Richard Mille’s new RM 65-01 Automatic Split Seconds Chronograph is “the most complex timepiece” ever to leave the Richard Mille workshops, following five years of development. The design of this new high-frequency model has a highly colourful aesthetic and features, among others, a new gearcase, a function selector mechanism in the crown, and an all-new rapid push-button winding mechanism.
The RM 65-01 lays claim to be a worthy successor to the brand’s celebrated chronographs. Two of them, the RM 004 Chronograph Rattrapante and the highly intricate RM 008 Chronograph Tourbillon being the pioneers at a time when few watchmakers were capable of producing the tourbillon and chronograph combination. We also have the RM 056, the split-seconds chronograph tourbillon that was the first watch to be fully encased in sapphire.
Richard Mille’s latest chronograph has a high-frequency balance with variable inertia, at 5 Hz, or 36,000 vibrations per hour. As with any chronograph, the developmental focus was on superior timekeeping accuracy over an extended period. Another objective was to deliver precise stopwatch calculations; up to 1/10th of a second. It has a split-second hand to calculate intermediate times, a first for Richard Mille on an automatic movement.
Developed in partnership with Vaucher Manufacture Fleurier, the integrated movement has a six-column wheel architecture and vertical coupling. Like a mechanical brain, this castellated piece orchestrates the controls and can be seen through the base. Its chassis supporting bridges are of grade 5 titanium. It receives its energy from a fast-rotating barrel that maintains ideal torque for energy transmission for the full duration of its 60-hour power reserve.
The barrel’s automatic winding also ensures the watch sustains optimal torque whilst worn on the wrist. This is further enhanced by the variable geometry of the calibre’s oscillating weight segment, which makes it possible to change the rotor’s inertia for improved winding yield. Its effectiveness obviously depends on the movement produced by the person wearing the watch.
To demonstrate its reliability, “to function under any circumstances,” the chronograph was subjected to a battery of tests. These included everything from shock and drop simulations to accelerated 10-year ageing phases for all functions, waterproof tests and magnetic field resistance trials.
Another milestone achieved with the development of the RM 65-01, is Richard Mille’s first in-house patented rapid-winding mechanism. Developed as an alternative to using the crown to wind the barrel, it is activated by the red pusher at 8 o’clock. In 125 presses, the barrel becomes fully wound and ready to time the next event. This highly practical function, described as “very playful” by Richard Mille’s engineers, was particularly difficult to develop because of its high levels of torque transfer. During the ageing tests, the function was activated thousands of times.
The model also features a new gearbox, taking the form of a function selector housed in the crown. This system makes it possible to switch between ‘traditional’ winding, semi-instantaneous date adjustment or setting the time – all done simply by pressing the crown; another first for an automatic watch. The combination of the push-button winding and crown functions combine to enhance the ergonomic quotient of the watch.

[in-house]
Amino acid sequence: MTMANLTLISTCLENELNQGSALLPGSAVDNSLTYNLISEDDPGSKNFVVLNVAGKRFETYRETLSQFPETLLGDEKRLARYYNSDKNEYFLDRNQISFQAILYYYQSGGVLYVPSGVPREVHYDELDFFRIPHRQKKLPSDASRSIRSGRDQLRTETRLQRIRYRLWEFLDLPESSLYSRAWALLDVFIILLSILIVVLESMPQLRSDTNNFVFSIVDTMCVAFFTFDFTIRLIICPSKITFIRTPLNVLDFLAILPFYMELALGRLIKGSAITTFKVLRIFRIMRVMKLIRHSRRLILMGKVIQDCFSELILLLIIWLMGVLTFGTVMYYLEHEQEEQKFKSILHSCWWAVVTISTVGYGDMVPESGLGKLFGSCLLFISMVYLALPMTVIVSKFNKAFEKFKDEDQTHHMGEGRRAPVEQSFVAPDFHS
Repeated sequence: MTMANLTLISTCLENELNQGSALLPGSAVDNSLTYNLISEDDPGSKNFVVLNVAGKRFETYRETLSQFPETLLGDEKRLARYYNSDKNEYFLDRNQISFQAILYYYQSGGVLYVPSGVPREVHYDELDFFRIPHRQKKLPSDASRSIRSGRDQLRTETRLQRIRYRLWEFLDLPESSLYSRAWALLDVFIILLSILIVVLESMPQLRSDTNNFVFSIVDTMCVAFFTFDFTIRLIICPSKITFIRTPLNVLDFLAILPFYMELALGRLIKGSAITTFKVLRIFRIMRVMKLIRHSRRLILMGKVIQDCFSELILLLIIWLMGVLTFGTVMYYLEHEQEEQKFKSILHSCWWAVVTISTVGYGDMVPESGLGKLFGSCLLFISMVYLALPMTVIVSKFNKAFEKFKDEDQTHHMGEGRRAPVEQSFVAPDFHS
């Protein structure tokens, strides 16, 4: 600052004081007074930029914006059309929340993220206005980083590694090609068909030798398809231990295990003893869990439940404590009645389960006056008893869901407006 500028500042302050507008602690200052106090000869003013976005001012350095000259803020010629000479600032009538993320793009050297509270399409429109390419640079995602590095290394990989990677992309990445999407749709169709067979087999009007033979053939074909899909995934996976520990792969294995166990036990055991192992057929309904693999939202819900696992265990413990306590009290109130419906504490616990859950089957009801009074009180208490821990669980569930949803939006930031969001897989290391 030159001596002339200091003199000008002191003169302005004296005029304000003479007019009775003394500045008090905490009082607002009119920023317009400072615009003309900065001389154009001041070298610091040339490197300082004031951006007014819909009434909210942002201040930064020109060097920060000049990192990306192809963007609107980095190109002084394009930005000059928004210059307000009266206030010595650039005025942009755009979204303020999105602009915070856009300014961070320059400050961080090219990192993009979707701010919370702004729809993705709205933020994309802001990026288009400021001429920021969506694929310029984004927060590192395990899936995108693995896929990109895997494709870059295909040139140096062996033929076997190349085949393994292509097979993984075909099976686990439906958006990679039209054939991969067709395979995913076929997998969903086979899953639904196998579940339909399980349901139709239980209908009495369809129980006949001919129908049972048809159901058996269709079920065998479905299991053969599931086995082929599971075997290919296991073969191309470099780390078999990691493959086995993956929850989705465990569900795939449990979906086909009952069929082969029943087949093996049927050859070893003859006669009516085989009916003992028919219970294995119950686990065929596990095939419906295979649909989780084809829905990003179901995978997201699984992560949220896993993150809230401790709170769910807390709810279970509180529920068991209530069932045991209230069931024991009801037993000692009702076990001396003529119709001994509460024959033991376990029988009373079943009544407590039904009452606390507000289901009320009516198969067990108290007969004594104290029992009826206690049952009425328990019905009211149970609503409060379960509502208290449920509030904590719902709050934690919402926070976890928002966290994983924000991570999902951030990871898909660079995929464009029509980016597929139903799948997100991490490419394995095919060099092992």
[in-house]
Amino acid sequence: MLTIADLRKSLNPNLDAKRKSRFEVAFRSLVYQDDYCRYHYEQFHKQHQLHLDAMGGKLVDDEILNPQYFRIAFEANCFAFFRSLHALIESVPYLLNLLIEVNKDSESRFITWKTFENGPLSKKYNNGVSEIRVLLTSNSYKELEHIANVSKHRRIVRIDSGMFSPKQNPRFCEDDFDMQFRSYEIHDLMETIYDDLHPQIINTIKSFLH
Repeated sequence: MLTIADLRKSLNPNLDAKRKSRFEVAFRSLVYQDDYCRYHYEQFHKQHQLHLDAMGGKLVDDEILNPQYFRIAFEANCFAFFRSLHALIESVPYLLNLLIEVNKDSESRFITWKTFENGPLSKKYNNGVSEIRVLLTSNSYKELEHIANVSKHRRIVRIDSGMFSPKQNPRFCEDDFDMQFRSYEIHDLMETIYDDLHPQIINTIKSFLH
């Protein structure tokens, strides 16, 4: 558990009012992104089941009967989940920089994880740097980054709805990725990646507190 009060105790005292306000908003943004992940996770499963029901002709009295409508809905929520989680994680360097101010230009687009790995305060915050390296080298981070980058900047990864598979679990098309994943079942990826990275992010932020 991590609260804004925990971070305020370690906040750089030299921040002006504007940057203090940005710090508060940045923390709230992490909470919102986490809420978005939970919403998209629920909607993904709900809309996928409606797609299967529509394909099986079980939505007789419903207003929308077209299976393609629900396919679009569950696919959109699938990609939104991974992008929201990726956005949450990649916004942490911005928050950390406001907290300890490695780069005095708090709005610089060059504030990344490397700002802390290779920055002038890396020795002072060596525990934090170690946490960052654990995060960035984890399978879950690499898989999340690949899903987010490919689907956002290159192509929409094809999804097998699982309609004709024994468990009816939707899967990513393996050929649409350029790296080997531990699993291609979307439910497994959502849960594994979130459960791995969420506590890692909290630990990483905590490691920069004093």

“Given its technical edge, which translates to a movement with 480 components, we knew from the beginning of its construction that the development phases would be long and complex because all the “commands” had to be scrupulously checked. But the advantage is that once stabilised, this movement is reliably consistent. This split-seconds chronograph was subject to a battery of merciless tests that had to demonstrate its correct function in any situation,” says Salvador Arbona, Technical Director for Movement.
The unmistakeably bright colours that dominate the dial have a purpose – colour-coding to match the watch’s functions with its pushers. Yellow is for time, and is therefore found on the central hours and minutes hands, as well as, on the seconds subdial at 6 o’clock. Green indicates the semi-instantaneous date display placed in a vertical aperture at 11 o’clock.
Orange identifies the watch’s chronograph functions. It is found on the central seconds hand, and on the subdials located at 3 o’clock and 9 o’clock. While the chronograph function is activated, the minutes passed are indicated by the subdial at 3 o’clock. The subdial at 9 o’clock indicates the hours that have passed since the chronograph was started, up to a maximum of 12 hours. To avoid any confusion, the split-seconds hand is presented in blue. Red is linked to the winding mechanism.
The case, available in Carbon TPT or Gold and Carbon TPT, sports a Carbon TPT bezel, caseband and caseback. The is in microblasted, polished and satin-finished grade 5 titanium. On either side of the crown is the chronograph buttons, also in polished and satin-finished grade 5 titanium. The same material and finish are used for the plate engraved with RM 65-01 on the caseband. The rapid-winding pusher stands out in red Quartz TPT.
The RM 65-01, with over 600 components, is unmistakably Richard Mille, but affirmative in its own identity. It certainly looks set to take its place in the gallery of illustrious timepieces from the brand.